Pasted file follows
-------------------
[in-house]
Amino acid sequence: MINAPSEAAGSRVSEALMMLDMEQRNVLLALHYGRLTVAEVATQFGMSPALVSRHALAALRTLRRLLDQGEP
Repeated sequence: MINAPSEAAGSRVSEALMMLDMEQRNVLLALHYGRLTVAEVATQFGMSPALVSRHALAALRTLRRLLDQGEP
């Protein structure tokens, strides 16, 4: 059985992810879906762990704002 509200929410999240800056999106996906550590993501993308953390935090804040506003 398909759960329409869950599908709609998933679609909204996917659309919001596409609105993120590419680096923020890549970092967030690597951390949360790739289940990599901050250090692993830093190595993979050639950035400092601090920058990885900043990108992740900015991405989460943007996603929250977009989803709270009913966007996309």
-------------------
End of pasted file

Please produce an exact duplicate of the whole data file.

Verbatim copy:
[in-house]
Amino acid sequence: MINAPSEAAGSRVSEALMMLDMEQRNVLLALHYGRLTVAEVATQFGMSPALVSRHALAALRTLRRLLDQGEP
Repeated sequence: MINAPSEAAGSRVSEALMMLDMEQRNVLLALHYGRLTVAEVATQFGMSPALVSRHALAALRTLRRLLDQGEP
């Protein structure tokens, strides 16, 4: 059985992810879906762990704002 509200929410999240800056999106996906550590993501993308953390935090804040506003 398909759960329409869950599908709609998933679609909204996917659309919001596409609105993120590419680096923020890549970092967030690597951390949360790739289940990599901050250090692993830093190595993979050639950035400092601090920058990885900043990108992740900015991405989460943007996603929250977009989803709270009913966007996309």